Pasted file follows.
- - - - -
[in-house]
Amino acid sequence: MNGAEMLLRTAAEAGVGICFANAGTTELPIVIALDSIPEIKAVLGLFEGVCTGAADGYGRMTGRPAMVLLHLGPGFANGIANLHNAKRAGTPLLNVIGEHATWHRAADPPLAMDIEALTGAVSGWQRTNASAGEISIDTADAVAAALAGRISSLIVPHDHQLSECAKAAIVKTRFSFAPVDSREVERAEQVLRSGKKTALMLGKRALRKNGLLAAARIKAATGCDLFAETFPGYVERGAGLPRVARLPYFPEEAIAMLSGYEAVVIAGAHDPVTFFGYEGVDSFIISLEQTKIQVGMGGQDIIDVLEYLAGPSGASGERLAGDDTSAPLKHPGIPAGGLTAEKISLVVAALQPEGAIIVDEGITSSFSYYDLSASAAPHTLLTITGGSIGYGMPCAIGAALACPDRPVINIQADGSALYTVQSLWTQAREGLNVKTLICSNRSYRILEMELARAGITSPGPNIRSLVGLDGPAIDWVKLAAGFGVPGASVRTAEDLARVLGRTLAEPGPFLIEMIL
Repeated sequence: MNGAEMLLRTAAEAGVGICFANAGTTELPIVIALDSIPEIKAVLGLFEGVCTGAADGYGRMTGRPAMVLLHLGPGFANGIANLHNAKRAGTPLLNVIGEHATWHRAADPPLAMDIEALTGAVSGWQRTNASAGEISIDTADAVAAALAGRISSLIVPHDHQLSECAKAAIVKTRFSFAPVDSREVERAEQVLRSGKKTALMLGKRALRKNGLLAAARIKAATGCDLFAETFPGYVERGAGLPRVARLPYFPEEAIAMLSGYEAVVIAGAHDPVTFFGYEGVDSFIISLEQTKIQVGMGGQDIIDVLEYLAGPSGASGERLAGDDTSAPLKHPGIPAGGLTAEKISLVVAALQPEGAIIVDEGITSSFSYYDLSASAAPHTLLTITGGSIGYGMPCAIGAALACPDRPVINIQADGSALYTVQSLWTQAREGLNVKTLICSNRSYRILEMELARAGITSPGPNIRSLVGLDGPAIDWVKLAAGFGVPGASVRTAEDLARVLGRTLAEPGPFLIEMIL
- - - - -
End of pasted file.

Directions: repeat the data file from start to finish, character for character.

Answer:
[in-house]
Amino acid sequence: MNGAEMLLRTAAEAGVGICFANAGTTELPIVIALDSIPEIKAVLGLFEGVCTGAADGYGRMTGRPAMVLLHLGPGFANGIANLHNAKRAGTPLLNVIGEHATWHRAADPPLAMDIEALTGAVSGWQRTNASAGEISIDTADAVAAALAGRISSLIVPHDHQLSECAKAAIVKTRFSFAPVDSREVERAEQVLRSGKKTALMLGKRALRKNGLLAAARIKAATGCDLFAETFPGYVERGAGLPRVARLPYFPEEAIAMLSGYEAVVIAGAHDPVTFFGYEGVDSFIISLEQTKIQVGMGGQDIIDVLEYLAGPSGASGERLAGDDTSAPLKHPGIPAGGLTAEKISLVVAALQPEGAIIVDEGITSSFSYYDLSASAAPHTLLTITGGSIGYGMPCAIGAALACPDRPVINIQADGSALYTVQSLWTQAREGLNVKTLICSNRSYRILEMELARAGITSPGPNIRSLVGLDGPAIDWVKLAAGFGVPGASVRTAEDLARVLGRTLAEPGPFLIEMIL
Repeated sequence: MNGAEMLLRTAAEAGVGICFANAGTTELPIVIALDSIPEIKAVLGLFEGVCTGAADGYGRMTGRPAMVLLHLGPGFANGIANLHNAKRAGTPLLNVIGEHATWHRAADPPLAMDIEALTGAVSGWQRTNASAGEISIDTADAVAAALAGRISSLIVPHDHQLSECAKAAIVKTRFSFAPVDSREVERAEQVLRSGKKTALMLGKRALRKNGLLAAARIKAATGCDLFAETFPGYVERGAGLPRVARLPYFPEEAIAMLSGYEAVVIAGAHDPVTFFGYEGVDSFIISLEQTKIQVGMGGQDIIDVLEYLAGPSGASGERLAGDDTSAPLKHPGIPAGGLTAEKISLVVAALQPEGAIIVDEGITSSFSYYDLSASAAPHTLLTITGGSIGYGMPCAIGAALACPDRPVINIQADGSALYTVQSLWTQAREGLNVKTLICSNRSYRILEMELARAGITSPGPNIRSLVGLDGPAIDWVKLAAGFGVPGASVRTAEDLARVLGRTLAEPGPFLIEMIL